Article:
Many of us started with the current exhibition at Tate Modern – Works on Paper – a display of drawings, etchings and poetry by the late Louise Bourgeois. These provided an intriguing and sometimes uncomfortable insight into the artist’s interior monologue, displaying private drawings made by the artist late at night, while also demonstrating her talents outside the sculptural work for which she is best known.

The Tate’s collection also gave us all the opportunity to grapple with some of the questions we have been thinking about in our recent module ‘Historical Concepts’ in which we have been learning about a number of activities and questions involved in the study of art history. Lucio Fontana’s Spatial Concept Waiting certainly linked in with themes of ‘what is an artist?’ given the seemingly simplistic process involved in the production of the work and its distance from the traditional criteria for defining ‘fine art’. The jury was also undecided as to whether Michael Baldwin’s work Untitled Painting can be considered art at all, although it did raise questions on the purpose of a painting as a reflection of the real world.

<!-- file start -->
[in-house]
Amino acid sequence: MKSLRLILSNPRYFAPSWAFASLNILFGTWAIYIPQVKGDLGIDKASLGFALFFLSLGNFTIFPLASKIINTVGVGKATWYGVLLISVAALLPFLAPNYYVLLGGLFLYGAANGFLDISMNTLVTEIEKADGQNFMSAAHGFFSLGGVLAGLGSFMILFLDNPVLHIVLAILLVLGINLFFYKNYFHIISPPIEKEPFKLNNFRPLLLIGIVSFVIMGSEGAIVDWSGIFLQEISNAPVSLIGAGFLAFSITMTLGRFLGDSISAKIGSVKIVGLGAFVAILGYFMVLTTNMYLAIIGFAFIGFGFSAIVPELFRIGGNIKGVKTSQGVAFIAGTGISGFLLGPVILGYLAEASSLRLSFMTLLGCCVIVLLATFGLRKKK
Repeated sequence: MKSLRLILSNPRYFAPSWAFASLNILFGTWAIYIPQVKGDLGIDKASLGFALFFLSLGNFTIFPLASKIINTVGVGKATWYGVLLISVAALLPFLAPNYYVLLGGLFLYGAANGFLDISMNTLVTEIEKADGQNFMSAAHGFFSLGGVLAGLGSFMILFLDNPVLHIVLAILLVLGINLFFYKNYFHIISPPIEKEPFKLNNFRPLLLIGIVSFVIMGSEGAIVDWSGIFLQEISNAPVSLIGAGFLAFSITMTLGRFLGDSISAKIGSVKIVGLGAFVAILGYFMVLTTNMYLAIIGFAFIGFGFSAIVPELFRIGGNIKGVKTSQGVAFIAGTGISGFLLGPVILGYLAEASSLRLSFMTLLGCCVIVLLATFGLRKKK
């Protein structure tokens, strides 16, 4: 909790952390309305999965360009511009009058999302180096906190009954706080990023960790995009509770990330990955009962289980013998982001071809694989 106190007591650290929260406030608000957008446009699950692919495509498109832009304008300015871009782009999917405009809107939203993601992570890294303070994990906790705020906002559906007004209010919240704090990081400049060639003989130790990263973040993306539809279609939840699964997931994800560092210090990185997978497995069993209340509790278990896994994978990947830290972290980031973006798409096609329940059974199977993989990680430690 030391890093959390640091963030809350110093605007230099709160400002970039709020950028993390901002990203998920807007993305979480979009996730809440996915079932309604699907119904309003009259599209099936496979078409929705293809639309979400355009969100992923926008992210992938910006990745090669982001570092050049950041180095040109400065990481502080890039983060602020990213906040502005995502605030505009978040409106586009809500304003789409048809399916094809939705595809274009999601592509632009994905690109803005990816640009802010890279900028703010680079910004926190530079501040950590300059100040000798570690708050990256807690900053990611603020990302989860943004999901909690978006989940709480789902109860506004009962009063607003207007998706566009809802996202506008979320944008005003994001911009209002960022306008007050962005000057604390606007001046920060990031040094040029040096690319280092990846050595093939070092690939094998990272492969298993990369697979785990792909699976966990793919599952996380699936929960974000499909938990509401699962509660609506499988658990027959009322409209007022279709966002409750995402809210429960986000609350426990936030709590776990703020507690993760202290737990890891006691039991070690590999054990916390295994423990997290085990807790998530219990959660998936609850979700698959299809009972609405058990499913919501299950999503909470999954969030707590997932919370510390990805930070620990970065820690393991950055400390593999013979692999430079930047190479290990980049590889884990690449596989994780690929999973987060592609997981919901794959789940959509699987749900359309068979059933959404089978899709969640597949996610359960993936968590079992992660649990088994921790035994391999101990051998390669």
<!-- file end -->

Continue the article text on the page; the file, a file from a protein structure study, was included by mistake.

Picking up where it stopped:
Baldwin’s work – Is this really a painting at all?

Baldwin’s work – Is this really a painting at all?

After a quick break for an overpriced lunch or coffee (let’s face it everything seems expensive on a student budget!) and a desperate run for the coach, which, David insisted, ‘would not wait for us’, we made our way to the bustling Trafalgar Square and the National Gallery.